During the time period covered by the investigation, on July 15, 1979 an educational drug kit, maintained by the Cobb County Police Department to aid in speeches made to schools and civic groups, was stolen from the trunk of Strayhorn's car while it was parked at "Billy's." Pierce's police identification, handcuffs and guns were also taken. After an immediate investigation of the theft was conducted by the Internal Affairs Division of the Cobb County Police Department, both Strayhorn and Pierce were cleared of any wrongdoing. This investigation included polygraph test results for the police officers showing that both had passed. In order to avoid suspicion which might have jeopardized their undercover work at "Billy's," it was decided that Strayhorn and Pierce would be given fake suspensions. Cairns was aware of and concurred in this action. Reports were made regarding the sham disciplinary action and they were entered in the International Horizons investigation file.

Strayhorn and Pierce had returned to duty with the Cobb County Police Department in September 1979. The International Horizons investigation was drawing to a close near the end of November 1979.

On December 11, 1979 publicity generated by the trial of Billy Watson, owner of "Billy's," brought the names of Pierce and Strayhorn into prominence in the Atlanta news media. The officers became involved in the trial through Watson's request to them in mid-July 1979 that they falsely testify at his upcoming trial for aggravated assault in support of his assertion of self-defense. Although the officers had not witnessed the incident, they agreed to give such testimony after consulting with and receiving the permission of their superiors and the assistant district attorney. Acting according to their plan, during the trial they informed Watson's attorney that, contrary to their previous statements, they had not witnessed the incident and they would not testify that they had.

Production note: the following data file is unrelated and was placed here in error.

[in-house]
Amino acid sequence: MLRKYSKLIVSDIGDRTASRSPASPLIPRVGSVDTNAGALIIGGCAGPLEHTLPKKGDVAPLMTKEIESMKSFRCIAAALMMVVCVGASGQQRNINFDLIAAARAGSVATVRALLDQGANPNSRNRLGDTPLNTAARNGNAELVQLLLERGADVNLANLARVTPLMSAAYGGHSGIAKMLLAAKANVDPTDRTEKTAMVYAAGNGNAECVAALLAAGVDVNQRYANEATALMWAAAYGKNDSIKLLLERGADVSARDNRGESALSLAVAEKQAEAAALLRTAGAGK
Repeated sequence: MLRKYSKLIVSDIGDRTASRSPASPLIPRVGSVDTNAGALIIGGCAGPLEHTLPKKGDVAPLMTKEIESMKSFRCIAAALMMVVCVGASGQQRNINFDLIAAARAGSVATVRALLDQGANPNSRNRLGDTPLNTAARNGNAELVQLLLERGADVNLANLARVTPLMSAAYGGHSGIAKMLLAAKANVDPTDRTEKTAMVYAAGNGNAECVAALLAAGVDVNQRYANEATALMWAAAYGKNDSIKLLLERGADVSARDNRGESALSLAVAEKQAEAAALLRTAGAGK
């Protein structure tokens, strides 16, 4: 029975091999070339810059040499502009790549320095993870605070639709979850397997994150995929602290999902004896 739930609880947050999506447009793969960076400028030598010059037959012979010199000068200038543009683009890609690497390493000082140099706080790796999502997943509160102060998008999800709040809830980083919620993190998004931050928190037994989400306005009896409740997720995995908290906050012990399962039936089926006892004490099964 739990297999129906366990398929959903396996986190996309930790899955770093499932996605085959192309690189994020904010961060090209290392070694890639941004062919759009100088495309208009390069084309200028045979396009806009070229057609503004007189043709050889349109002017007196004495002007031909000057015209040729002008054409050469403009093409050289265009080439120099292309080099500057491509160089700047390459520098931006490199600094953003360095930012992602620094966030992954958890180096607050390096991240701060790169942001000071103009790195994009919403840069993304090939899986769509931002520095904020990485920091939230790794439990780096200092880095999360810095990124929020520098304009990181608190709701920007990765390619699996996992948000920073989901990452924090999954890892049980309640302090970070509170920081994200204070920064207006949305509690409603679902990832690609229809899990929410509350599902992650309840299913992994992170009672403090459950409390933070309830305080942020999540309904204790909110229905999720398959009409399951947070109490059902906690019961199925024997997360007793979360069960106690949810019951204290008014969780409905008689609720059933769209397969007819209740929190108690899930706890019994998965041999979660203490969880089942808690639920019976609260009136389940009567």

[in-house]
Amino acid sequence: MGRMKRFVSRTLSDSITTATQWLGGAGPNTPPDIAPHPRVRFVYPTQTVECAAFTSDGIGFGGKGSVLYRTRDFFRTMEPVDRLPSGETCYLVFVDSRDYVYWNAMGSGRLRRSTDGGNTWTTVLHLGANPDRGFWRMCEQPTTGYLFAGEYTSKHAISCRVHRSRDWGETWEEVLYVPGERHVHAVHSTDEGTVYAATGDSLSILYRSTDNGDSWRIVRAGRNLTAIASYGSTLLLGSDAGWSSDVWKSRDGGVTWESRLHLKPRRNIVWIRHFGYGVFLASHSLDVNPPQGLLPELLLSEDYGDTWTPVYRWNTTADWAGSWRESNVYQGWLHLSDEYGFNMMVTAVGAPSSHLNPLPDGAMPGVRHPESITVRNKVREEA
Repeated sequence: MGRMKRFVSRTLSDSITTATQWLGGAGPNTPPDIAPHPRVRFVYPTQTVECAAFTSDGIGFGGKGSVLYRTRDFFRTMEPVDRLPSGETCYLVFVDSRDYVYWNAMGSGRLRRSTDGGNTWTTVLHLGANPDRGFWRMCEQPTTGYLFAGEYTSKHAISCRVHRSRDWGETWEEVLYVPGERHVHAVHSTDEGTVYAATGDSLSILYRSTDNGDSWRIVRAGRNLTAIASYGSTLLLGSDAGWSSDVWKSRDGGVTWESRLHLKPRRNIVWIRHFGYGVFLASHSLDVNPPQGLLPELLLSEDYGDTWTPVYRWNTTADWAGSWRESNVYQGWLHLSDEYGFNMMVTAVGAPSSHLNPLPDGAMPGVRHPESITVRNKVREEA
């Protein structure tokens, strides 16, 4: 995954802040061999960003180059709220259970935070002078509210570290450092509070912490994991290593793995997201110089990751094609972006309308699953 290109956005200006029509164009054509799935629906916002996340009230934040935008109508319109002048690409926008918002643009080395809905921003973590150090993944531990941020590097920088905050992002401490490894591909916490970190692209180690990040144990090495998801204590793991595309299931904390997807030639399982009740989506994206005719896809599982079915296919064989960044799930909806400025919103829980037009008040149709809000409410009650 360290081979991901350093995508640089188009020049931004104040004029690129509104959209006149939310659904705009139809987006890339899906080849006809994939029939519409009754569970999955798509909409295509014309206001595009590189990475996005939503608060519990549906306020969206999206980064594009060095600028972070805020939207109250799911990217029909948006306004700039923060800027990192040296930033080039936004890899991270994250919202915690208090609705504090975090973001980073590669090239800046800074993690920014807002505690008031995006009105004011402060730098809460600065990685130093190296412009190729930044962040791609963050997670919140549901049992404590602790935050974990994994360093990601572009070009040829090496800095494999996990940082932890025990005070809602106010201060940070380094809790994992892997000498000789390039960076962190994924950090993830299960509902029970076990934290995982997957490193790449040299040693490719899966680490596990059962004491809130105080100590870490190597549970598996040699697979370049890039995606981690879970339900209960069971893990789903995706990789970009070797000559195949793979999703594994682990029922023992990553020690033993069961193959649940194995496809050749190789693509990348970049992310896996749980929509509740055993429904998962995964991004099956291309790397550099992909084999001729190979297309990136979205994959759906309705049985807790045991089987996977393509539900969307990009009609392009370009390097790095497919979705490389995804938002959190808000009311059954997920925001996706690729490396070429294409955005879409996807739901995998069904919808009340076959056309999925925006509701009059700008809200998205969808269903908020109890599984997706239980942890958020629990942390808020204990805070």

A newspaper account of this development was published in the Atlanta Journal on the afternoon of December 11. In addition to the events of the trial, the article included the fact that both officers Strayhorn and Pierce were approached by Watson to give false testimony while they were working an undercover metro narcotics squad investigation at "Billy's" posing as corrupt policemen in order to get close to Watson. Claiming that they had been "scooped" by the newspaper, Franklin showed the article to Cairns. Later that evening on the WXIA-TV 6:00 p. m. newscast, the first of five broadcasts in three days by Cairns and/or Franklin aired reporting the events surrounding, and the effect of the officers' involvement, in the Watson trial. The five newscasts also contained additional statements that Pierce and Strayhorn were then under investigation for the July 15, 1979 theft of the educational drug kit and for possible falsification of credit card receipts. Strayhorn and Pierce made a written demand for retraction on December 12, 1979 after the first two reports were aired. Three more reports followed.